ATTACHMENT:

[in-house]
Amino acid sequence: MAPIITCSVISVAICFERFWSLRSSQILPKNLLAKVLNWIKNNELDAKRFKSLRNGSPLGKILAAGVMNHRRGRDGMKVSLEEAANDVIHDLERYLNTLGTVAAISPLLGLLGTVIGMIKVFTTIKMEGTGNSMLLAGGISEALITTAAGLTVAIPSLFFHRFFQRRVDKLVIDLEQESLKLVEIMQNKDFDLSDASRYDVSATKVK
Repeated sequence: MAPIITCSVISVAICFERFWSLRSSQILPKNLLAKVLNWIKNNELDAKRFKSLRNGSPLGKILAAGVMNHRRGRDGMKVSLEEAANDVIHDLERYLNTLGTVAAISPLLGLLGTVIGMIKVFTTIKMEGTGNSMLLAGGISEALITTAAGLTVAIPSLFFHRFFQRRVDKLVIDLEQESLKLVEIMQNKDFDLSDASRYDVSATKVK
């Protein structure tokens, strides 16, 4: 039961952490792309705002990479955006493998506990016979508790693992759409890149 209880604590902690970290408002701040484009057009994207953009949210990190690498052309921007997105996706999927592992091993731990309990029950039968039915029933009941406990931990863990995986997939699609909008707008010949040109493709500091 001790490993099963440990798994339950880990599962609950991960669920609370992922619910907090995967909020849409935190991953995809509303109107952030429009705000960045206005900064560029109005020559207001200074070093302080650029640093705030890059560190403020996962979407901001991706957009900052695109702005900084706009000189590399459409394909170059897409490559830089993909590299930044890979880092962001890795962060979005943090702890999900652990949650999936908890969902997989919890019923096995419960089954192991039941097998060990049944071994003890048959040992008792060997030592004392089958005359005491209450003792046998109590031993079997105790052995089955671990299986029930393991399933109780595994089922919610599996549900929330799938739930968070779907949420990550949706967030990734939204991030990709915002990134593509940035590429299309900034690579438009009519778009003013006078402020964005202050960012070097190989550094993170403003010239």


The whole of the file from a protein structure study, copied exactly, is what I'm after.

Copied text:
[in-house]
Amino acid sequence: MAPIITCSVISVAICFERFWSLRSSQILPKNLLAKVLNWIKNNELDAKRFKSLRNGSPLGKILAAGVMNHRRGRDGMKVSLEEAANDVIHDLERYLNTLGTVAAISPLLGLLGTVIGMIKVFTTIKMEGTGNSMLLAGGISEALITTAAGLTVAIPSLFFHRFFQRRVDKLVIDLEQESLKLVEIMQNKDFDLSDASRYDVSATKVK
Repeated sequence: MAPIITCSVISVAICFERFWSLRSSQILPKNLLAKVLNWIKNNELDAKRFKSLRNGSPLGKILAAGVMNHRRGRDGMKVSLEEAANDVIHDLERYLNTLGTVAAISPLLGLLGTVIGMIKVFTTIKMEGTGNSMLLAGGISEALITTAAGLTVAIPSLFFHRFFQRRVDKLVIDLEQESLKLVEIMQNKDFDLSDASRYDVSATKVK
């Protein structure tokens, strides 16, 4: 039961952490792309705002990479955006493998506990016979508790693992759409890149 209880604590902690970290408002701040484009057009994207953009949210990190690498052309921007997105996706999927592992091993731990309990029950039968039915029933009941406990931990863990995986997939699609909008707008010949040109493709500091 001790490993099963440990798994339950880990599962609950991960669920609370992922619910907090995967909020849409935190991953995809509303109107952030429009705000960045206005900064560029109005020559207001200074070093302080650029640093705030890059560190403020996962979407901001991706957009900052695109702005900084706009000189590399459409394909170059897409490559830089993909590299930044890979880092962001890795962060979005943090702890999900652990949650999936908890969902997989919890019923096995419960089954192991039941097998060990049944071994003890048959040992008792060997030592004392089958005359005491209450003792046998109590031993079997105790052995089955671990299986029930393991399933109780595994089922919610599996549900929330799938739930968070779907949420990550949706967030990734939204991030990709915002990134593509940035590429299309900034690579438009009519778009003013006078402020964005202050960012070097190989550094993170403003010239």